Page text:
A popular belief exists that the Inuit have an unusually large number of words for snow. This is not accurate, and results from a misunderstanding of the nature of polysynthetic languages. In fact, The Inuit have only a few base roots for snow: ‘qanniq-’ (’qanik-’ in some dialects), which is used most often like the verb to snow, and ‘aput’, which means snow as a substance. The Inuit language can form very long words by adding more and more descriptive affixes to words. Those affixes may modify the syntactic and semantic properties of the base word, or may add qualifiers to it in much the same way that English uses adjectives or prepositional phrases to qualify nouns (eg. “falling snow”, “blowing snow”, “snow on the ground”, “snow drift”, etc.)
FROM PRESS RELEASE:
Despite taking onboard a course barrier stake and some tape on the first lap, Shannon Gibson clung desperately to leader Cris Rothfuss in the Masters Women 40-44 category.
Incredibly staying upright through the greasy mud, Gibson plucked the tape from her wheels and ejected it - and the stake - with a javelin-like throw to the side.
Gibson, a former ballet dancer, matter-of-factly compared the incident to a recital.
“If your costume falls off in the middle of a performance, you just keep dancing,” she said.
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An alliance for walking, cycling, ‘wheeling’ and ‘passenging’ has been launched at the Bali UN Climate Conference. (Nice but is ‘passenging’ a real word?)
walking-cycling-wheeling:non-motorized means of transport such as feet, walking aids, bicycle, tricycle, velomobile, wheelchair, scooter, skates, skateboard, push scooter, trailer, hand cart, shopping cart, carrying aids; and above vehicles with supporting electrical drive (preferably powered by renewable energy)
‘passenging’:using means of public transport such as escalator, elevator, bus, tram, monorail, subway, lightrail, train, cableway, ferry, collective taxi, taxi (preferably with low-emission drives)
More than 30 global companies, business and user associations, expert organizations, local governments and United Nations agencies have joined together in a partnership for the integrated promotion of walking, cycling, wheeling and ‘passenging’ (the use of public transport) in cities.
“Climate change must be addressed in every community worldwide. We cannot just wait for governments to come to an agreement. As far as urban transport is concerned, we have got a solution to offer: EcoMobility,” said Konrad Otto-Zimmermann who heads ICLEI, an association of over 700 cities in 67 countries that are dedicated to sustainable development.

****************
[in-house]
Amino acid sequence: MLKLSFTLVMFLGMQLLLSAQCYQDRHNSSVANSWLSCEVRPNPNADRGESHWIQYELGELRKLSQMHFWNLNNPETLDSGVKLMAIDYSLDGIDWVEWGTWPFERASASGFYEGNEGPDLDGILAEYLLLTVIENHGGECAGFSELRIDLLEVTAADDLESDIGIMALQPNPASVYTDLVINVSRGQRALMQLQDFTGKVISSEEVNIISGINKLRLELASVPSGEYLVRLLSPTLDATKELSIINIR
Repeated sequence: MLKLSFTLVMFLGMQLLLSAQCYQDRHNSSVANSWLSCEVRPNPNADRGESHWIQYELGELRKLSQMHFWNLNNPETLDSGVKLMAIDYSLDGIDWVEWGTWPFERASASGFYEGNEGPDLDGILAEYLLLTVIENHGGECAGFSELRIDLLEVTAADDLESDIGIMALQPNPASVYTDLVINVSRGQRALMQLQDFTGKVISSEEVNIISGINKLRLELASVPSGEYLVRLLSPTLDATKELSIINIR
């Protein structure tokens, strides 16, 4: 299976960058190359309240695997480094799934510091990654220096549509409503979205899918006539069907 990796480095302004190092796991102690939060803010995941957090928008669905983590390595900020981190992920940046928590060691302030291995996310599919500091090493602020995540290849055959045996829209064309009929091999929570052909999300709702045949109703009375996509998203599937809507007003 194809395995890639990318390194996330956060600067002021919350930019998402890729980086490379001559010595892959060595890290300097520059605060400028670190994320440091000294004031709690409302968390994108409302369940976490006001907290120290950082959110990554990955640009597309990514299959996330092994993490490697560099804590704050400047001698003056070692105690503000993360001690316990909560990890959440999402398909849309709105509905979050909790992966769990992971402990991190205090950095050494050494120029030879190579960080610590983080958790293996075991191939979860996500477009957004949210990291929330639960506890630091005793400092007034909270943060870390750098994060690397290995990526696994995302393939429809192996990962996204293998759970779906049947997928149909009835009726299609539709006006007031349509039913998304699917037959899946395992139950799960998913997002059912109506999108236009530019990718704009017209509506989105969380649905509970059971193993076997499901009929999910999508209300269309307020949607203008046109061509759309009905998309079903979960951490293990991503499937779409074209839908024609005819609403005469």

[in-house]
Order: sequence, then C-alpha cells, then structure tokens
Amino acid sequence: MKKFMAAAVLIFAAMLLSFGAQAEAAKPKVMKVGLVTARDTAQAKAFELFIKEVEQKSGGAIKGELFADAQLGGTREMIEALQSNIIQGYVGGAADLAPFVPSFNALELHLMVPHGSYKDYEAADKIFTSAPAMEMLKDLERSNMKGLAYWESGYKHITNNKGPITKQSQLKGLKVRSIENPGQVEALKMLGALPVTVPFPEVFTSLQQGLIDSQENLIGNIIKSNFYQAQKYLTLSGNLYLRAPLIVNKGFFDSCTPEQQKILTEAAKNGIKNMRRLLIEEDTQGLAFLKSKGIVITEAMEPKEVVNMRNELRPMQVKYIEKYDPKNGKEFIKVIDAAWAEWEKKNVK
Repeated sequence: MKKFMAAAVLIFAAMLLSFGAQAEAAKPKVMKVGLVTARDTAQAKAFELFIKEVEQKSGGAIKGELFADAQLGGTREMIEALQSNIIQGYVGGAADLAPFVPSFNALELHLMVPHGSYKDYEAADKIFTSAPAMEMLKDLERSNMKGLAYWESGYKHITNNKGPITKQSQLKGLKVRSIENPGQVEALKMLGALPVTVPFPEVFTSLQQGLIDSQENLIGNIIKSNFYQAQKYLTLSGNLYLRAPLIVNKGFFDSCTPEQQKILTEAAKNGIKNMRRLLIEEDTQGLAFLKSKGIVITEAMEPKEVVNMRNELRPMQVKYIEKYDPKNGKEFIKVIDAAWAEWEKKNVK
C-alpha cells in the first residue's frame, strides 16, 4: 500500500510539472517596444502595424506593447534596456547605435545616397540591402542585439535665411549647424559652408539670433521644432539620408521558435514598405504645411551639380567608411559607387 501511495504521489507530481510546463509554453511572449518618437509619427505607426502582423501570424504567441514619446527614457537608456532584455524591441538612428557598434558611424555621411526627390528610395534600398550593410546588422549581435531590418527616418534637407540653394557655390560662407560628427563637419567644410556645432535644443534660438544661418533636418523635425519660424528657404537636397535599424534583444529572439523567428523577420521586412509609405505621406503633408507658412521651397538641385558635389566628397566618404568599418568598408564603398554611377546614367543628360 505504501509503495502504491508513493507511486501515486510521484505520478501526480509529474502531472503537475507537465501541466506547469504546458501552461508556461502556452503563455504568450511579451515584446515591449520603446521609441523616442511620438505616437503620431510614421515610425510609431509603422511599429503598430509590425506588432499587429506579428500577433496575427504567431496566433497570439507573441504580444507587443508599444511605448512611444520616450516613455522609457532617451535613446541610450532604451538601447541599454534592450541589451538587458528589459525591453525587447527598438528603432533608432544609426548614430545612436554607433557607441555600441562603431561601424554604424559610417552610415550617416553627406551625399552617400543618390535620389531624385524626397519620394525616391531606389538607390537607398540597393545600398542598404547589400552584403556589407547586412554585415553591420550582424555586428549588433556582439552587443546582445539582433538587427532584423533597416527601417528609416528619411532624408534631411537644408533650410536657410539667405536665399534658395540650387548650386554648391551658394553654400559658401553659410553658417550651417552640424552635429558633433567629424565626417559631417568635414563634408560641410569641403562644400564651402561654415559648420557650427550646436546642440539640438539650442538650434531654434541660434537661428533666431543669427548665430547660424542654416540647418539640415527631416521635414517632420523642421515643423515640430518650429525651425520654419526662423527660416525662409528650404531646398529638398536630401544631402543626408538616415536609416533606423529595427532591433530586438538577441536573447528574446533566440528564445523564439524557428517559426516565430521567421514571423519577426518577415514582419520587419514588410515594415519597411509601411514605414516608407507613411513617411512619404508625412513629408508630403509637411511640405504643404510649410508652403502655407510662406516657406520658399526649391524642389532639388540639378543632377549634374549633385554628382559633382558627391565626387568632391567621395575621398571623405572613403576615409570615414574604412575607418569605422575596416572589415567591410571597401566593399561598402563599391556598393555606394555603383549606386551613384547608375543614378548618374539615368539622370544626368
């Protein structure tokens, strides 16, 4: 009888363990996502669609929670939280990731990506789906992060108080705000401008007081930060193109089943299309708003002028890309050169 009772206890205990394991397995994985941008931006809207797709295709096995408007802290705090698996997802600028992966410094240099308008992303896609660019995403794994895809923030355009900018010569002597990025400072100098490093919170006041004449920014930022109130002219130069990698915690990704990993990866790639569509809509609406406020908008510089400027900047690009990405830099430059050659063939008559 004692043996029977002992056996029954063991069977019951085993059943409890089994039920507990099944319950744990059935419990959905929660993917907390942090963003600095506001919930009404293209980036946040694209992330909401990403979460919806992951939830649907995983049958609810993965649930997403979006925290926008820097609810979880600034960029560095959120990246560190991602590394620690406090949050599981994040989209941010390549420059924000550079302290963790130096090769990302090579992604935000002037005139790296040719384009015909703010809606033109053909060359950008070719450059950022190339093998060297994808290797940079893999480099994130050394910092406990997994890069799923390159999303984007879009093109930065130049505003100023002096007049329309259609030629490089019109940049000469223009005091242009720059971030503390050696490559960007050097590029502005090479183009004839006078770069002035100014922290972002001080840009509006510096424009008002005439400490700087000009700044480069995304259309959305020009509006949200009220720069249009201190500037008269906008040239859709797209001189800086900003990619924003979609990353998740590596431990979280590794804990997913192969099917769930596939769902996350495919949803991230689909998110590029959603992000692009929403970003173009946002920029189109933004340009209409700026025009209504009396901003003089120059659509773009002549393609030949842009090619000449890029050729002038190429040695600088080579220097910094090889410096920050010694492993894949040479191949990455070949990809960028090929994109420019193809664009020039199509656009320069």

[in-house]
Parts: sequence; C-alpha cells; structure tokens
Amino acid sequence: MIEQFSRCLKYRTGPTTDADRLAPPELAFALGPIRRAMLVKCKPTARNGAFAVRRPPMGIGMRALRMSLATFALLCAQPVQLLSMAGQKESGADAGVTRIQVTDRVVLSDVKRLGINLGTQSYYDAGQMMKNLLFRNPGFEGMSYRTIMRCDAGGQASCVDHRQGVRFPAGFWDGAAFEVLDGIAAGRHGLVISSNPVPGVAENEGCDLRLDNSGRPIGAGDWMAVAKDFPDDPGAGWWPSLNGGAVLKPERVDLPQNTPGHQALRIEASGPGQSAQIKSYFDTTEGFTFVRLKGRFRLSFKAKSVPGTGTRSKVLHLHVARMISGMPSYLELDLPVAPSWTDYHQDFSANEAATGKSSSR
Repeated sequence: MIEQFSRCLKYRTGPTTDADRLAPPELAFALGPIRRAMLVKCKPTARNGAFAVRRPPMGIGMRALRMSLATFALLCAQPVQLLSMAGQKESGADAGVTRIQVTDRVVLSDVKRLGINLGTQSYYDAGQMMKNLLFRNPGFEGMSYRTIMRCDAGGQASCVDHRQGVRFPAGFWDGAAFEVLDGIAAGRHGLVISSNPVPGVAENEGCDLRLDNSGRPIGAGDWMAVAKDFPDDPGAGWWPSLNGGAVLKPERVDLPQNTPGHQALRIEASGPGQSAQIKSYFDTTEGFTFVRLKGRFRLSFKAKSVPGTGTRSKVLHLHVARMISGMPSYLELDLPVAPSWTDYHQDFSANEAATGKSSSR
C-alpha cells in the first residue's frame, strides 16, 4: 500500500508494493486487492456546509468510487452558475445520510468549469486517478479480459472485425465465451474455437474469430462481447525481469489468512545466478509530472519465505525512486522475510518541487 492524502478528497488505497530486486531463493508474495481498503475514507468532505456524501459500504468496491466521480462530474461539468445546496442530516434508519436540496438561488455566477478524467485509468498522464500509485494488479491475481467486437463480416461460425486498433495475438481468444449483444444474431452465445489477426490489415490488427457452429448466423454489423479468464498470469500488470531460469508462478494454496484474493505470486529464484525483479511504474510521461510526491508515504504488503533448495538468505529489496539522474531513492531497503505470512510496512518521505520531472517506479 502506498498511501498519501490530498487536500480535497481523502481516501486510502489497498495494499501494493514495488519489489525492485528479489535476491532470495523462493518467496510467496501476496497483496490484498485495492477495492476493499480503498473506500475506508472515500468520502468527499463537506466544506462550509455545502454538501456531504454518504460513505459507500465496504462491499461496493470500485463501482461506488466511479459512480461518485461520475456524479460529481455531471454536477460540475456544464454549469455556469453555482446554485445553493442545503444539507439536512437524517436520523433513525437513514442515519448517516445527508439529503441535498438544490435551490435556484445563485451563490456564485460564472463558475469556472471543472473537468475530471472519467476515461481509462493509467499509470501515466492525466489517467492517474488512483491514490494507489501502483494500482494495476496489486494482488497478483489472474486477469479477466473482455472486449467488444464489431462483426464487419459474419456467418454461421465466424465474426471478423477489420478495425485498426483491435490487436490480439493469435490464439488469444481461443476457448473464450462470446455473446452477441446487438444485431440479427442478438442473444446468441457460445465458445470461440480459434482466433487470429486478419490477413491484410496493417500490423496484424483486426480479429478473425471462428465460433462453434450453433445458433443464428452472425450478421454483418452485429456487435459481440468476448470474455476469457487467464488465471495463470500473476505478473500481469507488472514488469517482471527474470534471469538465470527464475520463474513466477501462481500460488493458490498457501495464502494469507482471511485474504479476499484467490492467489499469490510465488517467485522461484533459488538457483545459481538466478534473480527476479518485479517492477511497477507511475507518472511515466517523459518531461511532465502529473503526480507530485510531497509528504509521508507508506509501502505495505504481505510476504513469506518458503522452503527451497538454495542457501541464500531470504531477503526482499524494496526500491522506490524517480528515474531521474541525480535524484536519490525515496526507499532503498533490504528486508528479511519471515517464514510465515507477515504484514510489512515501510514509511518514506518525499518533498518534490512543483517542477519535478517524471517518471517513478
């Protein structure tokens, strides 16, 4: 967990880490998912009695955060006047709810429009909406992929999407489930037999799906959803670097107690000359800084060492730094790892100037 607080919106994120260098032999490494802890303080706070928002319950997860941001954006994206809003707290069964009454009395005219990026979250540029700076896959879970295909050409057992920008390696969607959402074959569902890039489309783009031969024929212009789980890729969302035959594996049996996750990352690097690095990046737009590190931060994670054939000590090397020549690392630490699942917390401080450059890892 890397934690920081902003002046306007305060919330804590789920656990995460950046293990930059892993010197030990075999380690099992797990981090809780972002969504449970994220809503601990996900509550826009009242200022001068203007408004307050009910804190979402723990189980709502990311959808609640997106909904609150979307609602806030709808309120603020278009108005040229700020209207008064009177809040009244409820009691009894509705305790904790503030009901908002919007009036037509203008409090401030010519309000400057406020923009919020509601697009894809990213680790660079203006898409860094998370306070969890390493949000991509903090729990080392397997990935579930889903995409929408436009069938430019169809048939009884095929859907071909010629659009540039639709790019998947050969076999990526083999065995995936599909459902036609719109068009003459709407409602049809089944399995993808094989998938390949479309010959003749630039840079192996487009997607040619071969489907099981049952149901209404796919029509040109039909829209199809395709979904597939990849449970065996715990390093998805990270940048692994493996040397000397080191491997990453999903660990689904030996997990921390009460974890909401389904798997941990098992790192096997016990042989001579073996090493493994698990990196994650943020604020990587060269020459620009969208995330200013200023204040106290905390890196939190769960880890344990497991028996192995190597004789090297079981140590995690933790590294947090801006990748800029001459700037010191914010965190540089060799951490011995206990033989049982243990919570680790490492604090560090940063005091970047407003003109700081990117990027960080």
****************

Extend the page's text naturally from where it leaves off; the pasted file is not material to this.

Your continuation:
The ultimate goal of the Alliance is a zero-carbon mobility system for cities:
“Whilst billions are being spent on having engineers make the car less environmentally harmful, let’s be aware: the ‘zero carbon vehicle’ was invented more than 200 years ago and is called the bicycle,” said Otto-Zimmermann.
“With the bicycle, humans even surpassed evolution – moving by bicycle requires less energy input per kilometre than walking.”
Brian Williams, Chief of the Energy and Transport Section of United Nations Habitat said:
“Urban transport is the world’s fastest growing source of greenhouse gas emissions by a factor of two. Given that there remains a 20 to 25 year-long window of opportunity to slow the trajectory of emissions growth, a dollar spent on mitigation in urban transport immediately is worth two dollars spent elsewhere.”
“As a corporate enterprise, we believe that industry has a fundamental responsibility to reassess its role in regard to protecting our natural environment.” Yoshi Shimano, Chairman, Shimano
“As a father of four children and an avid bike commuter, I fully support EcoMobility in promoting alternative, earth-friendly forms of transportation.” Dan Britton, President & CEO, Chariot Carriers
Bike companies Shimano, Giant, Trek and the Accell Group are part of the Ecomobility Alliance. Chariot Carriers of Canada is another, and so is Denk Engineering of Germany (soon to be former design consultants to Scott USA), showing that the Alliance it’s not just open to the big boys.
Ecomobility is all about: